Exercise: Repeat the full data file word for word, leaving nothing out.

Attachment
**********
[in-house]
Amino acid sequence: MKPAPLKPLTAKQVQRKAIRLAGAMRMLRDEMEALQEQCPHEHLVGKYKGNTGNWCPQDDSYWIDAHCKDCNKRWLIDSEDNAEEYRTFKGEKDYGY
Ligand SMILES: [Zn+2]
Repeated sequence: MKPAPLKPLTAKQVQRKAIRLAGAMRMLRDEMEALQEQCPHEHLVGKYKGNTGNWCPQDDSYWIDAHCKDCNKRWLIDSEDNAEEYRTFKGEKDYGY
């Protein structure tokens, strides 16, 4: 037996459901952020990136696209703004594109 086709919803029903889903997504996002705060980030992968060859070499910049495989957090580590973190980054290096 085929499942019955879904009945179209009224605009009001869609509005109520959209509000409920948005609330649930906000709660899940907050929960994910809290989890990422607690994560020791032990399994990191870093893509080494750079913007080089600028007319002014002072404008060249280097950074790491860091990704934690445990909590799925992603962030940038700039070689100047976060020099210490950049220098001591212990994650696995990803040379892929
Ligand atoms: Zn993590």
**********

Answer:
[in-house]
Amino acid sequence: MKPAPLKPLTAKQVQRKAIRLAGAMRMLRDEMEALQEQCPHEHLVGKYKGNTGNWCPQDDSYWIDAHCKDCNKRWLIDSEDNAEEYRTFKGEKDYGY
Ligand SMILES: [Zn+2]
Repeated sequence: MKPAPLKPLTAKQVQRKAIRLAGAMRMLRDEMEALQEQCPHEHLVGKYKGNTGNWCPQDDSYWIDAHCKDCNKRWLIDSEDNAEEYRTFKGEKDYGY
């Protein structure tokens, strides 16, 4: 037996459901952020990136696209703004594109 086709919803029903889903997504996002705060980030992968060859070499910049495989957090580590973190980054290096 085929499942019955879904009945179209009224605009009001869609509005109520959209509000409920948005609330649930906000709660899940907050929960994910809290989890990422607690994560020791032990399994990191870093893509080494750079913007080089600028007319002014002072404008060249280097950074790491860091990704934690445990909590799925992603962030940038700039070689100047976060020099210490950049220098001591212990994650696995990803040379892929
Ligand atoms: Zn993590």